DPNR Takes a Crack at Eliminating Unsafe Structures and Stemming Island Blight

The view is about all that remains of this home on St. Thomas’ Northside, post Hurricane Irma. Photo by Kelsey Nowakowski.
The view is about all that remains of this home on St. Thomas’ Northside, post Hurricane Irma. Photo by Kelsey Nowakowski.

The program to clear the territory of hurricane damaged buildings posing a danger to safety may be a case of easier said than done. But that won’t keep Dawn Henry, commissioner of Planning and Natural Resources, from trying.

In an interview, Henry said DPNR announced the program as a way to remind property owners – especially those hard hit by the September hurricanes – that they have a responsibility to secure damaged buildings, even if the process seems overwhelming.

“What we want to prevent is people saying ‘It’s too much’ and they just walk away,” she said.

The government doesn’t want people living in or visiting unsafe structures, she added, nor does it want to see eyesores proliferate.

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While many residents may not be aware, existing law gives DPNR the authority to determine whether a structure is unsafe.

The department issued a news release in early January “reminding” the public that under Title 29, Section 297 of the V.I. Code, it has the responsibility of notifying the owner(s) of such a property and “requiring it be made safe and secure or vacated and closed or taken down.”

The release said the government would inspect buildings and notify owners if it was determined the buildings needed major repair or needed to be demolished. If an owner failed to rectify the situation, the department could tear down the building and send the owner a bill for the cost of demolition.

Henry said in the past the department has worked with a government task force on isolated cases, but as far as she knows, this is the first time it has set out to exercise this authority on a large scale.

A heavily damaged building in downtown Charlotte Amalie bears witness to the power of Hurricane Irma. (Kelsey Nowakowski photo)
A heavily damaged building in downtown Charlotte Amalie bears witness to the power of Hurricane Irma. (Kelsey Nowakowski photo)

“No one (in the department) is aware that this provision of the Code has been implemented before after a natural disaster,” she said. “We’re going to be learning as we go.”

It’s too early to make a real estimate of the numbers of buildings that may fall into the program, but Henry said it is “probably hundreds.” She noted that owners of 15,000 houses have applied to FEMA for roofing assistance, so it’s not unreasonable to think hundreds are damaged badly enough to be dangerous.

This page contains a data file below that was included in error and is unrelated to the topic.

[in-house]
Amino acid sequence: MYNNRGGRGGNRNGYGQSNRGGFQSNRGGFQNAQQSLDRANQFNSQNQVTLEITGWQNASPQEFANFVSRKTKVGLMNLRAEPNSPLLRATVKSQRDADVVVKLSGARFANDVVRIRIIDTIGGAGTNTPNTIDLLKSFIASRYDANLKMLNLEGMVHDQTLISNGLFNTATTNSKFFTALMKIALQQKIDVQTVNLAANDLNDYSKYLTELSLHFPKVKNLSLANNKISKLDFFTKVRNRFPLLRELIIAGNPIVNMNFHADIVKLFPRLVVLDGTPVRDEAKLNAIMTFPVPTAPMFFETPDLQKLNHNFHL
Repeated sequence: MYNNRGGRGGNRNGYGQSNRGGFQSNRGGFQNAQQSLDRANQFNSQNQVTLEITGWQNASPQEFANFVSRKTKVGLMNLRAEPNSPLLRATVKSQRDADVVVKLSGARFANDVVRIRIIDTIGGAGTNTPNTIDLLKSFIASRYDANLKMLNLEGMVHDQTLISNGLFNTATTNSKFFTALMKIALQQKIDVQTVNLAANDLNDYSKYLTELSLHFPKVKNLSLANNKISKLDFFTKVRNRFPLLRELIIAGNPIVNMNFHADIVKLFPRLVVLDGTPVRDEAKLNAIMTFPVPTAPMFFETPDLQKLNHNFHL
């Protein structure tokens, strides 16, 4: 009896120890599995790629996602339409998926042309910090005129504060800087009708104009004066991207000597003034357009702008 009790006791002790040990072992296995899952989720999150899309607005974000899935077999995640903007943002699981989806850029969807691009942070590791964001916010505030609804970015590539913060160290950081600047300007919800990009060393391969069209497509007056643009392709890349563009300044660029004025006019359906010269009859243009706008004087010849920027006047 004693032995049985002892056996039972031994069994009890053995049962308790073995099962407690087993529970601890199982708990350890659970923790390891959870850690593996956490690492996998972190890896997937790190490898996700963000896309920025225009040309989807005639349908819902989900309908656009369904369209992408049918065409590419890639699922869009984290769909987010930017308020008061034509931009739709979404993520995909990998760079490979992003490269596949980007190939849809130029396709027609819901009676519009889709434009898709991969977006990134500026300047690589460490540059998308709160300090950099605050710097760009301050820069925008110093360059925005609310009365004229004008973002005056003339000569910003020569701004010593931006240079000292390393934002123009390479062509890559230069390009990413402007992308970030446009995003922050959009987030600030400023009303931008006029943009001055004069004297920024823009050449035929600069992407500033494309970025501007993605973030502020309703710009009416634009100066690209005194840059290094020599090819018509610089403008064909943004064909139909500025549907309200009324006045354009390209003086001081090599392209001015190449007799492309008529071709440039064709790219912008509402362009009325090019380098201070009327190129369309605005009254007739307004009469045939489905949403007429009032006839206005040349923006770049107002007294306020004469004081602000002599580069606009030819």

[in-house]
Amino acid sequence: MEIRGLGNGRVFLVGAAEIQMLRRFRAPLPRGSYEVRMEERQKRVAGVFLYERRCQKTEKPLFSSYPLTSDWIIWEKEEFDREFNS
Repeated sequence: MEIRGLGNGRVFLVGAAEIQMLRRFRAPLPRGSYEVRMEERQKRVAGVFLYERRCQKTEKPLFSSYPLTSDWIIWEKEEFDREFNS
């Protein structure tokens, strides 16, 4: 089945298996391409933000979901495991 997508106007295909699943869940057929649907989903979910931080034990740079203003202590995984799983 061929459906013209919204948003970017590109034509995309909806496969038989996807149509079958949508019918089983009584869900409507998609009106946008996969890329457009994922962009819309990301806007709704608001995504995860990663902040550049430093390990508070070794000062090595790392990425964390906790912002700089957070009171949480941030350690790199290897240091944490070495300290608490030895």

“We’re not going to be able to get to every house in the territory,” she conceded, but said the department is serious about the effort. It requested money from FEMA to hire more inspectors; one new inspector arrived in the territory this week and four more are expected next week.

DPNR inspectors are also working with other government agencies, assessing some government property, Henry said. Specifically, it is working with the Housing Authority on assessing the Tutu Hi Rise subsidized housing complex and will work with the Education Department in assessing some schools.

Additionally, Henry said home owners can contact DPNR if they want help. Assistance consists of “letting them know what needs to be done” to make a property safe and habitable, and that knowledge could be helpful when they deal with an insurance claim or a request for financial assistance.

If past efforts to curb blight are any indication, the current program could prove difficult to implement.

Several years ago the Virgin Islands Territorial Association of Realtors mounted a major campaign to get the Legislature to enact what it called the Historic Properties Act. A survey funded by Realtors and conducted by the University of the Virgin Islands concluded there were 224 derelict buildings in the territory’s historic districts that needed major renovation or demolition. Some of those may have been victims of previous storms or other disasters such as fire; others were the result of long-term neglect.

The proposed legislation would have given property owners tax breaks and some technical assistance as incentives to make repairs and allowed for demolition of a property if an owner could demonstrate he couldn’t afford to rehabilitate it. The bill also called for fines for failure to act. DPNR would have been in charge of the program.

The bill was aired in more than one legislative term and amended after public hearings, but critics expressed concern about private property rights and suggested the legislation would promote a “land grab.” Senators let the bill die after a series of delays. The Realtors’ campaign ran out of oxygen about three years ago.

“Our initiative died,” Realtor April Newland said Thursday. “It didn’t go anywhere.”

The ill-fated Historic Properties proposal had included language giving an owner six months to make mandated changes and six months to appeal a ruling against him.

In announcing its current move to clear uninhabitable structures, DPNR did not cite an appeals process. But Henry said home owners can rely on provisions in the Building Permits section of the Code that allow 30 days to appeal a decision and provide for the right to go to court after that.

“I have not gotten any legal advice about us moving forward on this initiative,” she said. Rather, the department is relying on existing law for its authority.

As Henry describes the program, it is not adversarial but a protection for individual owners and for the community.

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